What better way to squander valuable work hours than to give yourself a pedicure? So reasoned one New York investment banker with a six-figure paycheck and a blonde trophy wife: He kept a Swiss Army knife in his desk for just such a task. Daily, he would shave cuticles and calluses off his feet, much to the horror of his young secretary. “I would see him in his office with his foot propped in his lap, playing podiatrist,” says Janet, who quit after eight months of enduring this unique regimen (which was accompanied by compulsive nose-hair trimming). “I always felt sorry for the cleaning people. What looked like a pile of premium Peruvian blow under his desk was just old, crusty foot skin.”

When it comes to grooming, some unself-conscious aesthetes enjoy putting their private rituals on public display. Cube gophers from Madison Avenue to the Chicago Merc are exfoliating and plucking out in the open at a fierce pace, treating the once-sacrosanct work zone as if it were their boudoir. But who can blame them? Office workers practically live at their desks. More than a third of male college graduates work 50-plus hours a week. And if you’re in one of those round-the-clock jobs that come with being a man-eating attorney, architect, or stock trader, you’re probably pulling your share of all-nighters in the ubiquitous “space efficient” office (read: cube farm).“You’re in closer proximity to your coworkers than you are to your family,” says Jill Bremer, a Chicago image and etiquette trainer. “It’s like being in an elevator all day.”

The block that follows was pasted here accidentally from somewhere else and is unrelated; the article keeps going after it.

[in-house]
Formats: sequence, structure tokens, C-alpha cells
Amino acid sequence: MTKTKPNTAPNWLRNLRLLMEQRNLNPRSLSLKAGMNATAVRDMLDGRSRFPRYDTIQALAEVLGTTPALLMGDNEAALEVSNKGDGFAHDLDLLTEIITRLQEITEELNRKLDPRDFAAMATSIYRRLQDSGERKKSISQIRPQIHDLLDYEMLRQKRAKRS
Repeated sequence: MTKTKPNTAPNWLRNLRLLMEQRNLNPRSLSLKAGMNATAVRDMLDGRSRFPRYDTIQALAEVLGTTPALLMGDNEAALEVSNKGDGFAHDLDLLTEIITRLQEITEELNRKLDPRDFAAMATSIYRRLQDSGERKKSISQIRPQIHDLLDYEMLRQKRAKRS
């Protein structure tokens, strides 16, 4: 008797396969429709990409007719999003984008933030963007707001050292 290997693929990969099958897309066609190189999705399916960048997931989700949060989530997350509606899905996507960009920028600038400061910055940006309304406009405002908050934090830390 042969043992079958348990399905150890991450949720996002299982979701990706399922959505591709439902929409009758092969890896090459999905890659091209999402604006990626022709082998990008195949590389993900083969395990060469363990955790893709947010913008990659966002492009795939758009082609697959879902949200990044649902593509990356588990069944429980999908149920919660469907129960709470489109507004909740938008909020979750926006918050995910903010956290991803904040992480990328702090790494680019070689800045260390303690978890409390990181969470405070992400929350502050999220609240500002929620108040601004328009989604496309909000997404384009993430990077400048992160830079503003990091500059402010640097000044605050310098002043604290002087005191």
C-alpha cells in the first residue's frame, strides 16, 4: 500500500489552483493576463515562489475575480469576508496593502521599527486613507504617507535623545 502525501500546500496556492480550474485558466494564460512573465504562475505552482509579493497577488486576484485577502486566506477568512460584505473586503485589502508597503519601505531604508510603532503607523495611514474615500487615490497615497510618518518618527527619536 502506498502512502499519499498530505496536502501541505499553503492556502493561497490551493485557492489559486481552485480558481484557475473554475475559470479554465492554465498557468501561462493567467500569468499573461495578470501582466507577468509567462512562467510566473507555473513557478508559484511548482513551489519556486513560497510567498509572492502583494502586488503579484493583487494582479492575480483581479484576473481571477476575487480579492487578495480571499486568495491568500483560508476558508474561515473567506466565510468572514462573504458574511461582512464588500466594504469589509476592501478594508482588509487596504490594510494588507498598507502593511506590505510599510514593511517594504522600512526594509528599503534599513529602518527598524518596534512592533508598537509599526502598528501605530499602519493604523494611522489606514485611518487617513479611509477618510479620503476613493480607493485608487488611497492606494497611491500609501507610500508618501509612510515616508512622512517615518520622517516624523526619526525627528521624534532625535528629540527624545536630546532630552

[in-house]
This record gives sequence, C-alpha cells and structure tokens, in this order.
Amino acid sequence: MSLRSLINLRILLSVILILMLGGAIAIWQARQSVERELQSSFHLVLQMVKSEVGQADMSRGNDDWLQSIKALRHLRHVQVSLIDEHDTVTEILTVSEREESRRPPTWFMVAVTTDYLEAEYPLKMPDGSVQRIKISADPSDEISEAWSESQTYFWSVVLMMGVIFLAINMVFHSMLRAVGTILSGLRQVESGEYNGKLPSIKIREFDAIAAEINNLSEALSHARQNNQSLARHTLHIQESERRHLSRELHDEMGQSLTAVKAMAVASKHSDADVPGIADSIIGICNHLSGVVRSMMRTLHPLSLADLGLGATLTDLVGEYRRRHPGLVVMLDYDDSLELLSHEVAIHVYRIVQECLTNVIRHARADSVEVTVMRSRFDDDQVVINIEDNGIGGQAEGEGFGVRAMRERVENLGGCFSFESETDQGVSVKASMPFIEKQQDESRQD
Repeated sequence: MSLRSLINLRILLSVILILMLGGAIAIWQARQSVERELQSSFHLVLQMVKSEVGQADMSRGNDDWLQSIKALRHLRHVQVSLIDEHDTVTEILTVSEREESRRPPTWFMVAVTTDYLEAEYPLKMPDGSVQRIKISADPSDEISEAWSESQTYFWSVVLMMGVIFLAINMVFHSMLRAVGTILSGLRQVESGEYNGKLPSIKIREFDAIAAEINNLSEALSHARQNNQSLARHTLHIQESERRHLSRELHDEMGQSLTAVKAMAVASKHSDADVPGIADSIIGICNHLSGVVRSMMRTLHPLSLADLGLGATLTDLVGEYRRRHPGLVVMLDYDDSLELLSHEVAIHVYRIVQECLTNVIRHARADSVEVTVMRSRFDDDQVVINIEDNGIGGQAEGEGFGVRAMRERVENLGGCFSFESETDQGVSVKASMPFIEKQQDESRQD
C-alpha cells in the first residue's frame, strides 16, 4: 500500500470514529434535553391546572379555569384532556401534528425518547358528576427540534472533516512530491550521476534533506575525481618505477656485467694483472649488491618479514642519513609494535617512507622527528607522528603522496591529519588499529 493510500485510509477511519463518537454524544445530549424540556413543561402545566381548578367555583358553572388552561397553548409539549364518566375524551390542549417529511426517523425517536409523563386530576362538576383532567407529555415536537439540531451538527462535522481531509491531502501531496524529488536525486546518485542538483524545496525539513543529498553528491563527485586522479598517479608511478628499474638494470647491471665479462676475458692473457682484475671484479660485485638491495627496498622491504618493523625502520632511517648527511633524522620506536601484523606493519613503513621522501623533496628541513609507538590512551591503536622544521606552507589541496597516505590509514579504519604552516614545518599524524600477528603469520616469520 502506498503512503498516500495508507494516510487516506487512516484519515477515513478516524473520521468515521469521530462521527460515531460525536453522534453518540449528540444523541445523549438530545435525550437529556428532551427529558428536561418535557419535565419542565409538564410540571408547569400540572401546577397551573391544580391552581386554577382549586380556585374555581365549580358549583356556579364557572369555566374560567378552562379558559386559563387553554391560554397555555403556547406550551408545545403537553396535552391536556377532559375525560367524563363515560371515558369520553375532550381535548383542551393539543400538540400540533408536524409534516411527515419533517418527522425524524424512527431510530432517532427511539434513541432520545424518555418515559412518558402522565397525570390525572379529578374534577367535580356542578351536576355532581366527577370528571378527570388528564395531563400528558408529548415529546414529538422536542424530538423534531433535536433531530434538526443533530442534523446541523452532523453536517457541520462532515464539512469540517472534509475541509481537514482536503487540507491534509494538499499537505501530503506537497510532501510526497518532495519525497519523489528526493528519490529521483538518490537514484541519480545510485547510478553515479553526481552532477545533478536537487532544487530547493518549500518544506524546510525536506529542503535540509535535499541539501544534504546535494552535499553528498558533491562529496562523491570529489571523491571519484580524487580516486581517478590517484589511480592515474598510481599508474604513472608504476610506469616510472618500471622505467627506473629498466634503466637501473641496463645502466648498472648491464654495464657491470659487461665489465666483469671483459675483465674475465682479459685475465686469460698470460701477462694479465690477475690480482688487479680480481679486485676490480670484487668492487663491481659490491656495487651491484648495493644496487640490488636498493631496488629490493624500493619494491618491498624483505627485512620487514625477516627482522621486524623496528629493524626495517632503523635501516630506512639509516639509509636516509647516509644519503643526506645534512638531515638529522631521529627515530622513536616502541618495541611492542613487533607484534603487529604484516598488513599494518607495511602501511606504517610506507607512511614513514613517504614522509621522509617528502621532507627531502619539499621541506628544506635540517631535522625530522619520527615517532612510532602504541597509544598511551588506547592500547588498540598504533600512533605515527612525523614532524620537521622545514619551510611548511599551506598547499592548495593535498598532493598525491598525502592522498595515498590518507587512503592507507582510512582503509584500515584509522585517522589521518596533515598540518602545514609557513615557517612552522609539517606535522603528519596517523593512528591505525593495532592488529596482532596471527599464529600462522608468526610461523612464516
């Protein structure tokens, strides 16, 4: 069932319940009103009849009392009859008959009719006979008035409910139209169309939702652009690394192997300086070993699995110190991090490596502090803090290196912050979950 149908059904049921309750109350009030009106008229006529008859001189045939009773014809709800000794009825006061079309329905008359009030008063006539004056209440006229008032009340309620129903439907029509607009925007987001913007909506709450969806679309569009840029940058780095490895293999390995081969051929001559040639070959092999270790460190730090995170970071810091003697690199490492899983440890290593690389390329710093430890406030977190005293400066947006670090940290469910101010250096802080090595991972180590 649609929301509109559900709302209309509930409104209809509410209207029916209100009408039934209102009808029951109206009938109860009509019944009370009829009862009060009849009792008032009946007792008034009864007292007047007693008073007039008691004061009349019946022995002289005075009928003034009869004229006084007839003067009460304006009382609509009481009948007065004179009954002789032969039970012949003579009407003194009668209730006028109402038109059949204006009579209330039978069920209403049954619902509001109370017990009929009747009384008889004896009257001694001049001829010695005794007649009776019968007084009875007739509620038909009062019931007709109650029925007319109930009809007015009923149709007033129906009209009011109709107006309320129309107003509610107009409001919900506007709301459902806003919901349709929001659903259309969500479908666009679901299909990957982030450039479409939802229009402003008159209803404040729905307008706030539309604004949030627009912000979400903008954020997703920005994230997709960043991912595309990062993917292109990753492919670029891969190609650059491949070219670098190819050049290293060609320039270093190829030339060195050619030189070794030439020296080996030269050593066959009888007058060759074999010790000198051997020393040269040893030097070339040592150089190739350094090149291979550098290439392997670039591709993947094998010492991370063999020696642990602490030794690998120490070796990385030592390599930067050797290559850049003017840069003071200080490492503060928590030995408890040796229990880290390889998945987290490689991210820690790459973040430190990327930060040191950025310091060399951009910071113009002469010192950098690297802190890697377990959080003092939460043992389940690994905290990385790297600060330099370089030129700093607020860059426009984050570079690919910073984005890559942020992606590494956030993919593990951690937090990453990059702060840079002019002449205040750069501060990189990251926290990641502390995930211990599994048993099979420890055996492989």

Ironically, all this out-in-the-open preening has its roots in a slovenly mind-set. “Casual dress led to casual behavior, which is running rampant,” says Bremer, who blames techie culture and the dress-down mentality for the current plague of bad workplace manners. But the ill-mannered are not just taking their cues from the sight of the malgroomed Google guys on magazine covers (can’t two dudes worth $20 billion afford eyebrow waxing?). They’re simply behaving as their zookeepers had intended.

The cubicle, home to 70 percent of our white-collar workforce, was designed, in part, to give an illusion of privacy. But if you think no one sees you adjusting your dice while you’re fiddling with your spreadsheets, you’ve been taken in. “People really can see your hands under the desk,” says Sherry Maysonave, an Austin-based image consultant who teaches business etiquette to Hollywood stars, TV newscasters, and Fortune 500 CEOs. “If someone is standing and you’re sitting, the elevation gives them a much better view than you think.”

Sometimes the offensive behavior can’t be seen, only smelled. Robert Irvine, a 57-year-old contractor, remembers one former colleague at a Vancouver shipping firm, a hirsute accountant who was fond of shaving in the restroom no less than three times a day. His five o’clock shadow would appear by 10:30 a.m., Irvine says, and not only did the man commandeer the staff sink with his foamy slop, he would slather his face with a concoction of aftershaves. As soon as he stepped into the main office, the whole floor knew it. “He stunk so bad it made our eyes water,” Irvine says. “The reek varied and worsened as the day went on.”